Blame Sun For Global Warming

Commentary, Environment, Frontier Centre

The weekend line-ups at nursery outlets signal our relief after one of the coldest springs ever recorded, which followed on the heels of the 2001 winter, one of the coldest in history. If the public fails to be sufficiently alarmed about manmade global warming, it is therefore understandable.

We are all creatures of the ecosphere. But in his topical book on environmental myths, Bjorn Lomborg (recently appointed Director of Denmark’s new Institute for Environmental Assessment) points out that the science to support claims the human race is affecting the weather is far from conclusive. Scientists from several countries describe a more credible scenario, which some will narrowly dismiss as propaganda. They attribute climate trends to fluctuations in the sun’s output of heat.

According to Theodor Landscheidt at Nova Scotia’s Schroeter Institute for Research in Cycles of Solar Activity, “a change of 0.1 per cent [in solar energy] effective during a very long interval can release a real ice age.” Columbia University’s new study of icebergs conclusively ties global warming periods to increased solar activity. The solar theory, says one scientist who used to blame industrial activity for global warming, is “now the leading hypothesis.” Even the validity of our perception that the world is warming at all is in doubt; monitors in remote locations show little or no change, only those skewed by expanding urban heat islands.

Seventeen of the last 19 periods of intense global warming, looking back tens of thousands of years, such as the Medieval Warm Period, almost precisely match periods of equal intense solar activity. And the coldest trough of the Little Ice Age, from which the Earth only began to emerge 150 years ago, corresponds with what is known as the Maunder Minimum, a stretch of 70 years in the 17th and 18th Centuries when astronomers observed almost no sunspots.

There has been enough solar brightening, and increases in solar wind and sunspot activity over the past 100 years to account for all the global warming observed to date, even at the surface. The almost religious belief that human activity is radically affecting climate is bound to fade when the cosmic forces that control these matters are fully appreciated.

We’re going to be stuck with winters for a very long time, as our chilly spring experience with the shivers indicates. But a recent analysis of the connection between cold climates and economic prosperity casts that burden in a new light. Two American economists have described a compelling link between frost and national wealth. It appears that the world’s most productive countries are the ones that experience winters.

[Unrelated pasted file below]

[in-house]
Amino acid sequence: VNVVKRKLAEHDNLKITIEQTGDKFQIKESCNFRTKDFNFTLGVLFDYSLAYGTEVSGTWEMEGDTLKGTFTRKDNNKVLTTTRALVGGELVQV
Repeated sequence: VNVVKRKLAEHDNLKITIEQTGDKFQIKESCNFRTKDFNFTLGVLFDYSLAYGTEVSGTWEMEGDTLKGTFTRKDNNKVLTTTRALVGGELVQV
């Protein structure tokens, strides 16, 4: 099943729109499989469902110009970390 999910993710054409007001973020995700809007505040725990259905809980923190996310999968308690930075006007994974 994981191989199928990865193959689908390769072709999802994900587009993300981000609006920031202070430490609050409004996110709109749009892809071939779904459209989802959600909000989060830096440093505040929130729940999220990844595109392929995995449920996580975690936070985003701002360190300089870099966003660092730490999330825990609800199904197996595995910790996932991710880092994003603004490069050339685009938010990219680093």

Last year the Journal of Economic Growth published a study by William Masters of Purdue University and Margaret McMillan of Tufts that convincingly describes the benefits of an annual hard frost for humans. It’s pretty commonsensical. Cold weather kills the insects that carry disease and, by checking the growth of microbes in soil, allows more of its nutrients to end up in crops. Scott Hartley, an insect specialist in the Saskatchewan government, is a big fan of cold winters precisely because they kill off wheat midges, flea beetles, sawflies and grasshoppers.

Winter also traps moisture and therefore makes us less dependent on seasonal rainfall. Despite our short growing season, Canada produces the highest quality of food grains in the world and it doesn’t hurt us, either, that our farmers are less likely to drop dead from malaria.

Masters maintains that “frost counteracts one of the main problems of tropical agriculture, the rapid breakdown of topsoil. . . . In the tropics that matter is broken down by insects and microbes very quickly. In a temperate zone, nitrogen and carbon builds up and remains in the soil in the form of organic matter.”

Using data from 1960 to 1990, Masters and McMillan correlate economic growth rates with climate in the 28 countries that the World Bank deems to be “rich”. With the exception of Hong Kong and Singapore, whose wealth is more dependent on trade than on resources, the pattern holds. Economies that experience frost expanded at rates between one percent and two percent faster than those which didn’t.

In the end, we will continue to live in a cold place and this will not change. Solar activity will continue to fluctuate. Eventually talk of the next ice age will emerge as happened in the 1970s.

Spring has been something of a bust. Enjoy our short summer while you can. But remember we are still richer for having winter.

“Taken by Storm” by Ross McKitrick and Christopher Essex and
”The Skeptical Environmentalist” by Bjorn Lomborg are available through the Frontier Centre online bookstore